The amount of money transacted on mobile phones was more than half of all the goods and services produced in the economy, or gross domestic product (GDP), by end of 2021, highlighting the impact of the just-ended free services.
Data from the Central Bank of Kenya (CBK) shows that the value of mobile money transactions reached 56.8 percent of GDP as Kenyans took advantage of the waivers to transact on their handsets.
This was an increase from 48.7 percent in 2020 and is projected to surge to 68 percent by end of this year, analysis of the CBK data on mobile money transactions shows.
On December 6, CBK announced the reintroduction of charges for transactions between mobile money wallets and bank accounts, which were waived on March 16, 2020, as part of the emergency measures to facilitate the use of mobile money in the context of the Covid-19 pandemic.
In 2021, mobile transactions were valued at Sh6.7 trillion against a GDP of Sh12.1 trillion.
Between March 2022 and October 2022, the number of Kenyans actively using mobile money jumped by over 6.2 million as Kenyans warmed up to the free transactions that by end of 2020 also included the transfer of sums of Sh1,000 and below.
It added that the monthly volume and value of person-to-person transactions in the review period increased from 162 million transactions worth Sh234 billion to 440 million transactions worth Sh399 billion, an increase of 171 percent and 71 percent, respectively.
The monthly volume and value of transactions between mobile wallets and banks increased from 18 million transactions worth about Sh157 billion to over 113 million transactions worth Sh800 billion, an increase of 527 percent and 410 percent, respectively.
Official data shows that the amount of money transacted through mobile phones last year jumped to 56.8 per cent of GDP —the monetary value of all the goods and services produced in the country — from 48.7 per cent in the previous year.
From March 2020 to December 31, 2022 Kenyans were not being charged to transfer money from their mobile wallets to bank accounts and vice-versa, spawning something akin to a cashless economy that saw the value of mobile transactions surge to Sh7.2 trillion by end of last November, CBK data shows.
This comes at a time when telcos and banks resumed charging fees on mobile-to-bank transactions, with analysts fearing that this will drive people back to using cash and extinguish the budding cashless economy that had started to take root.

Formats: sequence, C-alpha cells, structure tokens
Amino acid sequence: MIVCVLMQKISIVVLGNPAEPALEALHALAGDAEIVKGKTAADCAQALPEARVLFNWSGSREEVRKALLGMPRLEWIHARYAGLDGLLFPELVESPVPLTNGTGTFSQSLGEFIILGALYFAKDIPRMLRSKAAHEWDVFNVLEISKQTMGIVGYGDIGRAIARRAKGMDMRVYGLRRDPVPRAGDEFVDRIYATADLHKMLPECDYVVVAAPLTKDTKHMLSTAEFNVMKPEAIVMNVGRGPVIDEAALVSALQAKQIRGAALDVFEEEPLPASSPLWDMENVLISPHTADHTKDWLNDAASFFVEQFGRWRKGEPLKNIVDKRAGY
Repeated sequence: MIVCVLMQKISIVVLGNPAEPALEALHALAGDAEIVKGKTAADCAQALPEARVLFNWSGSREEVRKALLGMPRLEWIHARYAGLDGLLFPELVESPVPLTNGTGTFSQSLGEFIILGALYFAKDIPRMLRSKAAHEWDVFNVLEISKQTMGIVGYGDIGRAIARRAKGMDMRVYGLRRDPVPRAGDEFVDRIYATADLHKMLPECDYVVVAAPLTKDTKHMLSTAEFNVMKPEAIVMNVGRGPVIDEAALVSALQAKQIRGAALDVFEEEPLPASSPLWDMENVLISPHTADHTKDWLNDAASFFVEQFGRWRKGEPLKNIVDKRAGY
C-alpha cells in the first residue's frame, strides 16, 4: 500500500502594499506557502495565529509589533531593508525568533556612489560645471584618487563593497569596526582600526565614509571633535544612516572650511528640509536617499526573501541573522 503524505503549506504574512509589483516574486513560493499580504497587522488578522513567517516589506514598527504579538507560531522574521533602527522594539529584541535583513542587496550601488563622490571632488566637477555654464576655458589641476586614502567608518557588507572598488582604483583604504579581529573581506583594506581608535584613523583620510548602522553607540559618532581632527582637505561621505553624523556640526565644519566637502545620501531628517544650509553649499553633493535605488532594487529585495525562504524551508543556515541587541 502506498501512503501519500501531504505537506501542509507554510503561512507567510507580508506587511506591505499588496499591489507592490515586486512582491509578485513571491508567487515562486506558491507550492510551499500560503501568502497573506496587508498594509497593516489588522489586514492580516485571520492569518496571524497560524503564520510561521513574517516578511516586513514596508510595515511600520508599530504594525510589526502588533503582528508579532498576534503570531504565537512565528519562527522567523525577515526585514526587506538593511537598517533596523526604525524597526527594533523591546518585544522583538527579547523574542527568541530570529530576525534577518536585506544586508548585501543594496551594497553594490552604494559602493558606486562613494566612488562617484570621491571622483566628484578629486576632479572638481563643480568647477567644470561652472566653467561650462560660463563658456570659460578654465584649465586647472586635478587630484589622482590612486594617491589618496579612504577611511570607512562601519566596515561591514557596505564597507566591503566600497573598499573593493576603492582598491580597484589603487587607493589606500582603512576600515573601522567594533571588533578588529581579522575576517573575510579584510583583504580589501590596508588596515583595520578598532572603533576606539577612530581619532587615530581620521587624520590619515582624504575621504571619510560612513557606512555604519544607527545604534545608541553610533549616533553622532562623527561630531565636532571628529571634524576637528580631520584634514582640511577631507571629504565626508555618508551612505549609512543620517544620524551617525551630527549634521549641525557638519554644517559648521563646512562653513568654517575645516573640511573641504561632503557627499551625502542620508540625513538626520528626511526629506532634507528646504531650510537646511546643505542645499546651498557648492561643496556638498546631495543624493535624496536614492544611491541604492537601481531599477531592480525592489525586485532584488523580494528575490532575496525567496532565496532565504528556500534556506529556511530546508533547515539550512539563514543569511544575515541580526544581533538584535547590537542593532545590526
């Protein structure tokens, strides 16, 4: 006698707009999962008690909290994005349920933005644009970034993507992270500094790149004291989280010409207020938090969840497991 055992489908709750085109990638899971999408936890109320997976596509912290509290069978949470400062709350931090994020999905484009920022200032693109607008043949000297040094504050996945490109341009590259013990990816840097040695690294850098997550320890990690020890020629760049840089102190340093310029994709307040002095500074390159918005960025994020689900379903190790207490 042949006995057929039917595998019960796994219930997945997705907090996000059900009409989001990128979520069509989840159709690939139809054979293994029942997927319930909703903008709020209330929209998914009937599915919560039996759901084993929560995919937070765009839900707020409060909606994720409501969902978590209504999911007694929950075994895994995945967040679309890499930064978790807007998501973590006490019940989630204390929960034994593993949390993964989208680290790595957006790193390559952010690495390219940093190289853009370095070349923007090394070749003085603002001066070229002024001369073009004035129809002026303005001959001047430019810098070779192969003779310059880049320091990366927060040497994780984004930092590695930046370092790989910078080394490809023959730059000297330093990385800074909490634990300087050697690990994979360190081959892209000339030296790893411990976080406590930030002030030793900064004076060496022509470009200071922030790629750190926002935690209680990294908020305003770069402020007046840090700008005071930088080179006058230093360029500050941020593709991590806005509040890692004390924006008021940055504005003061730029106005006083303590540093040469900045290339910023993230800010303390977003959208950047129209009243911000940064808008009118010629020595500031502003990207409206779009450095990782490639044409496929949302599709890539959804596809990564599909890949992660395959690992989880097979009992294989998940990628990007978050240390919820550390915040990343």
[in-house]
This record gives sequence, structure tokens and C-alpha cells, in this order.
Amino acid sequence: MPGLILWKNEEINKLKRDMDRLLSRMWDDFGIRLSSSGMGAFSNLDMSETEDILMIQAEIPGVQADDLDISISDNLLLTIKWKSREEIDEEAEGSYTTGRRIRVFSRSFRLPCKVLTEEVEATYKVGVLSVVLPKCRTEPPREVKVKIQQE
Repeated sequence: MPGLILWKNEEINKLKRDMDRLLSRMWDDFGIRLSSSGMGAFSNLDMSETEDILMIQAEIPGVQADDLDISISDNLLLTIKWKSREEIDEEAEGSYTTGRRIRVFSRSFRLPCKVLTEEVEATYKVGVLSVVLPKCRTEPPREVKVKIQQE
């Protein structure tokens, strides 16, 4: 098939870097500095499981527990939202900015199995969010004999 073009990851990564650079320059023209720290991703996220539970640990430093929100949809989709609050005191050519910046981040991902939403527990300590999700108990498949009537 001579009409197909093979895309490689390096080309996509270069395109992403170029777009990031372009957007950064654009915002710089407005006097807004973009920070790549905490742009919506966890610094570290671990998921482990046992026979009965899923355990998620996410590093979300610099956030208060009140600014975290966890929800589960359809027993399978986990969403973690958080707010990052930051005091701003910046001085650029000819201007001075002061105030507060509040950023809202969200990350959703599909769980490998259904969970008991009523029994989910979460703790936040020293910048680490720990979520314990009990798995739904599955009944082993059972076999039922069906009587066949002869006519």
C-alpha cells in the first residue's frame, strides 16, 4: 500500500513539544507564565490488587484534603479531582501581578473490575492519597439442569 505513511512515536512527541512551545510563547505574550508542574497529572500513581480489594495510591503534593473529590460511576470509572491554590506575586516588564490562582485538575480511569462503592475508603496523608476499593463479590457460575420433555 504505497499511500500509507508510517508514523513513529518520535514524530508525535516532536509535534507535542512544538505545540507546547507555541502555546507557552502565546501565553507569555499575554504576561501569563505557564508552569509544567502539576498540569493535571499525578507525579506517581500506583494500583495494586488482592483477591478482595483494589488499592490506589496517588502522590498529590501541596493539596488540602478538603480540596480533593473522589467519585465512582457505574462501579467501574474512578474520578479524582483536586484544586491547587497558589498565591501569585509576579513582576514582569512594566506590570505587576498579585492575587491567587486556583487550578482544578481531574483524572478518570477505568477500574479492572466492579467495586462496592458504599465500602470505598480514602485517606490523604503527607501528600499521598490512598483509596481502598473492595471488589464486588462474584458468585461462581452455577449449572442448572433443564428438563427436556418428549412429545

“It is good news that cashless transactions are becoming common in Kenya. People go for mobile transactions for convenience and affordability,” said Dr Joy Kiiru, an economics lecturer at the University of Nairobi.
According to Dr Kiiru, cashless transactions make banking to be dynamic and versatile and thus good for the economy.
Banks have argued that the reason why they need to charge the fees is that they invested heavily in the technology.
This was the highest jump in the value of mobile transactions in 10 years, with the highest spike being in 2008, the second year after the invention of M-Pesa, a mobile money transaction platform owned by Safaricom.
However, banks and payment service providers have retained the fee waiver on the transfer of sums of Sh100 and below, making it cheaper for ordinary Kenyans to buy groceries or pay matatu fare.
“It (cashless) is the way to go. It will create sanity in the matatu industry. Even investors will start seeing returns,” said Simon Kimutai, chairperson of the Matatu Owners Association.
Mobile money transactions started in 2007 as a means of sending money between friends and relatives but have since evolved to include payment of bills as well as government services, with banks riding on this financial technology to mint billions in fees through mobile banking.
Kenya has been hailed as a trailblazer in mobile banking after the invention of M-Pesa, which is owned by Safaricom.
The boom in mobile money transactions has also attracted the taxman with the government introducing an excise duty of 10 percent on financial transactions.
Excise duty — popularly known as “sin tax” as it has traditionally been levied on either harmful or luxurious products — on financial transactions was later increased to 20 per cent in the Finance Act 2018.
Revenues from excise duty on financial transactions have more than doubled from Sh13.7 billion in June 2017 to Sh28.9 billion in June 2021.